"If you want to read a blog to get a sense of what is going on in Hong Kong these days or a blog that would tell you what life was like living in colonial Hong Kong, this blog, WALTER'S BLOG, fits the bill." Hong Kong Blog Review
"When the U.S. Congress banned China from collaborating on the International Space Station, what happened? Within ten years, China had its own Space Station."
In summer 1970, when the parents next door banned my brothers and me from playing British Bulldog in their garden because we were too rough, we took the game to the street. Soon more kids joined in; we had extra space, a fantastic time and went to bed exhausted. Sometimes, actions have unintended consequences.
Thus as the U.S. announced another round of sanctions against officials here over the perceived erosion of freedoms, I'm wondering have they thought this through? This move comes one year after the implementation of the National Security Law. And while you can argue the merits of the NSL, what is certain is the law brought a quick end to the rioting.
And that is not to suggest that the NSL vanquished the extremists. On the contrary, some have transitioned to terrorist activity, with bomb plots and lone-wolf attacks on police. As a result, the police remain on alert with high levels of vigilance.
Along with the sanctions came a warning about doing business in Hong Kong. That fell on stony ground given Hong Kong's stout economy that companies ignore at their peril.
But the question needs asking, do sanctions work or are these moves counterproductive?
When China launched the NSL, the U.S. responded with immediate measures against Hong Kong officials and individual police officers. Yet, there is no evidence of any impact. Indeed, some people see sanctions as affirmation that the U.S. sought regime change here and felt vindicated to be named.
Even policymakers view sanctions as blunt instruments, more manifestations of frustration than a serious attempt to resolve differences. Moreover, when dealing with a strong opponent like China, sanctions can give rise to the very thing you intended to avoid.
When the U.S. Congress banned China from collaborating on the International Space Station, what happened? Within ten years, China had its own Space Station.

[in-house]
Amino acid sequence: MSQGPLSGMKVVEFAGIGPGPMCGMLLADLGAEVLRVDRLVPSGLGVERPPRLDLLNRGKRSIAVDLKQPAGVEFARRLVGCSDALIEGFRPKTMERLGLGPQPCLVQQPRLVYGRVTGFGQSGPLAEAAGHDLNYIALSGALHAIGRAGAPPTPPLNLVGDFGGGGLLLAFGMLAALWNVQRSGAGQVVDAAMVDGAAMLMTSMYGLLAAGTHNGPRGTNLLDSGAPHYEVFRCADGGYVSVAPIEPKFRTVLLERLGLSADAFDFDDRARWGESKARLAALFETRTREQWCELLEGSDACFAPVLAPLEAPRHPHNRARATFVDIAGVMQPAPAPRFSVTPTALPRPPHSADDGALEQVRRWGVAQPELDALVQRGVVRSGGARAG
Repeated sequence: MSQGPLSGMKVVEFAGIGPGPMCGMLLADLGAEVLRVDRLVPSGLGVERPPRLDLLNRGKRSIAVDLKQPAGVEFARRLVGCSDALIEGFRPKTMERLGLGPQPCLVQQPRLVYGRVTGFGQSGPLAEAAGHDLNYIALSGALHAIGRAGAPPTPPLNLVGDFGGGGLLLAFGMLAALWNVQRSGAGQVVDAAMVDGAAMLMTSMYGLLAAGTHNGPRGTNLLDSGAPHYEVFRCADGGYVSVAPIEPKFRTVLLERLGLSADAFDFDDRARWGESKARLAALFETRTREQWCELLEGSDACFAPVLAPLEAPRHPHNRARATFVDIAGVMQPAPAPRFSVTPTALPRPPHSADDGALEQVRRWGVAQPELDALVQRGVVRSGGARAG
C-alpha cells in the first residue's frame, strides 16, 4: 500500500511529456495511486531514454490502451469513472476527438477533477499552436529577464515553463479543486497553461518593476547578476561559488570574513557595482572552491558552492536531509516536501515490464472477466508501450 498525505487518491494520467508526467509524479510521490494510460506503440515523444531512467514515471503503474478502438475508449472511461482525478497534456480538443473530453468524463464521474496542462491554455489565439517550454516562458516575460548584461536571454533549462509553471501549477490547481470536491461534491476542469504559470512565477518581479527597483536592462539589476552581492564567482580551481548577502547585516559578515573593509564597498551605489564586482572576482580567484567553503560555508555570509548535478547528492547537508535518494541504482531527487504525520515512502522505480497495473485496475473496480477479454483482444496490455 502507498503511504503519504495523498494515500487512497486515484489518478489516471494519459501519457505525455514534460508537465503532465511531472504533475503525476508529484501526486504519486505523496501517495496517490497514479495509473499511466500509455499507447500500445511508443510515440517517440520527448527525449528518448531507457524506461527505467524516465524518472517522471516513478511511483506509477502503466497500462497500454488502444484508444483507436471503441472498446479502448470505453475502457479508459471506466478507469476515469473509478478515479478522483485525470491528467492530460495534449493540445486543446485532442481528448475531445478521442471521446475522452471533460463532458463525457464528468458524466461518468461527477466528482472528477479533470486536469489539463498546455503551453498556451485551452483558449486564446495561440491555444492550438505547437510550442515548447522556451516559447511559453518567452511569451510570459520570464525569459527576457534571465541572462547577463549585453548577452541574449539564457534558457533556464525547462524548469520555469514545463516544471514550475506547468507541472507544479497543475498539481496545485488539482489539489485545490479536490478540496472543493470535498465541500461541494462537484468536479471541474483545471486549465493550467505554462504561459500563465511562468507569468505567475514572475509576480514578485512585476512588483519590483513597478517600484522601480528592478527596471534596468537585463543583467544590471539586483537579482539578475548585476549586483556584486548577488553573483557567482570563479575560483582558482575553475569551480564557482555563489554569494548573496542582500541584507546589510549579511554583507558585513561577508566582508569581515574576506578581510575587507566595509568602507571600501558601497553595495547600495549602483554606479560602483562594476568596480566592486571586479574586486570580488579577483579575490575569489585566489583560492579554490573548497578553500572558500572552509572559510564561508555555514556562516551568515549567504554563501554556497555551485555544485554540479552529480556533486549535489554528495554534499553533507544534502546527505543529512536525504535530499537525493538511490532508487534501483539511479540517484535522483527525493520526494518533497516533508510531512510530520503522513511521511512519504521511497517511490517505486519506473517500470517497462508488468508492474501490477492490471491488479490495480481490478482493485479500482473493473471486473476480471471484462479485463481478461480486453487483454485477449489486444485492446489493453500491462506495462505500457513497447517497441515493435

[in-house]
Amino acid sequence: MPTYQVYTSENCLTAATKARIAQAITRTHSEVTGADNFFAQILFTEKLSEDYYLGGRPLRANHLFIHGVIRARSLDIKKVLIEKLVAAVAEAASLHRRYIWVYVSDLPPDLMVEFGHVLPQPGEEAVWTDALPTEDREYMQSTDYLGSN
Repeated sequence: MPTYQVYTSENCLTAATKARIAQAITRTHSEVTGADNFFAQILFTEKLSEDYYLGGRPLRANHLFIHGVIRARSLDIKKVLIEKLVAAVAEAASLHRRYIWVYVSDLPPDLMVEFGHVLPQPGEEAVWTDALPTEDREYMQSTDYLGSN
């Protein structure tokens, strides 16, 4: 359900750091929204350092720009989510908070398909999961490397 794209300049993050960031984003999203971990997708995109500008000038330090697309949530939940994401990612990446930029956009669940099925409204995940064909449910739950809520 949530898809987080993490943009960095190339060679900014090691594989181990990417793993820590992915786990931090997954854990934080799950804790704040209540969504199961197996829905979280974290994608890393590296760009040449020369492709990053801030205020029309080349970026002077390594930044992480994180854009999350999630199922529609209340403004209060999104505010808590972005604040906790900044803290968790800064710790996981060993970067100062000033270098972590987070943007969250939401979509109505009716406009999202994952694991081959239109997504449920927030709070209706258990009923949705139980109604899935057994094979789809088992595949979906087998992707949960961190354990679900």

In responding to the perceived threat, the U.S. spurred the Chinese on, thereby bypassing the West in the process. The same is happening on a broad front; in computing, agriculture and infrastructure development.
Former U.S. Consul General to Hong Kong, Kurt Tong, makes a case that sanctions and other economic prohibitions aren't working. Instead, capital flows into Hong Kong remain robust because the sheer size of the China market means banks and companies must engage.
So while U.S. Neocons cling to sanctions, he concludes the U.S. and Western nations have few options to influence China because the success of Hong Kong remains essential for the global economy.
Oddly, having argued that sanctions don't work, he says that the U.S. should continue to apply them against individuals. He fears stopping sanctions will 'sends the wrong signal'. And with that, he sums up how naive, disjointed and ineffective is the U.S. approach. It's all about gestures because business trumps everything. And the Chinese, who are pragmatic above all else, know this.
Of course, you could argue that America's greatest asset for contesting China is its military. But I'd assert it's the U.S. dollar. Of all global trade transactions, some 41 per cent occurs in U.S. dollars. Whereas the RMB only makes up one per cent. This fact affords America leverage over the World's economy while protecting U.S. citizens by allowing them to access cheap goods.
In reality, the American people are paying for Chinese goods with 'paper money' printed to keep the U.S. financial system afloat. Plus, with well over 90 per cent of global financial transactions in U.S. dollars, the Americans have an advantage. Hence the U.S. has a trade surplus in services and a deficit in goods with China.
Should the RMB ever gain traction in the World's financial system, the U.S. would be in serious trouble. While China is exploring options that rival the dominant US-dollar mechanism, including blockchain, these look some way off. But if the U.S. did opt to weaponise the dollar then China would likely respond with its own system.
These days China no longer shrugs off sanctions to do nothing. Instead, it is willing to hit back. Confident in the power offered by its vast market, it can deny access that hits hard. Ask the Australian wine industry, which suffered a 96% drop in exports to China, its best costumer. Ask Nike how sales are going in China; down 59% after the company became embroiled in the cotton saga.
Yet, as the American Chamber of Commerce made clear, the appeal of Hong Kong remains undiminished. Excellent infrastructure, robust rule of law, safe streets and access to the Mainland all work in Hong Kong's favour. As proof, AmCham invested in a new site in Central to foster business.
Equally, The Economist rated Hong Kong top of the league for 'normalcy' during Covid, while inward foreign investment is the world's third highest. At the same time, property prices continue to rise, as unemployment moves below five percent.
Say no more.
Walter De Havilland was one of the last of the colonial coppers. He served 35 years in the Royal Hong Kong Police and Hong Kong Police Force. He's long retired.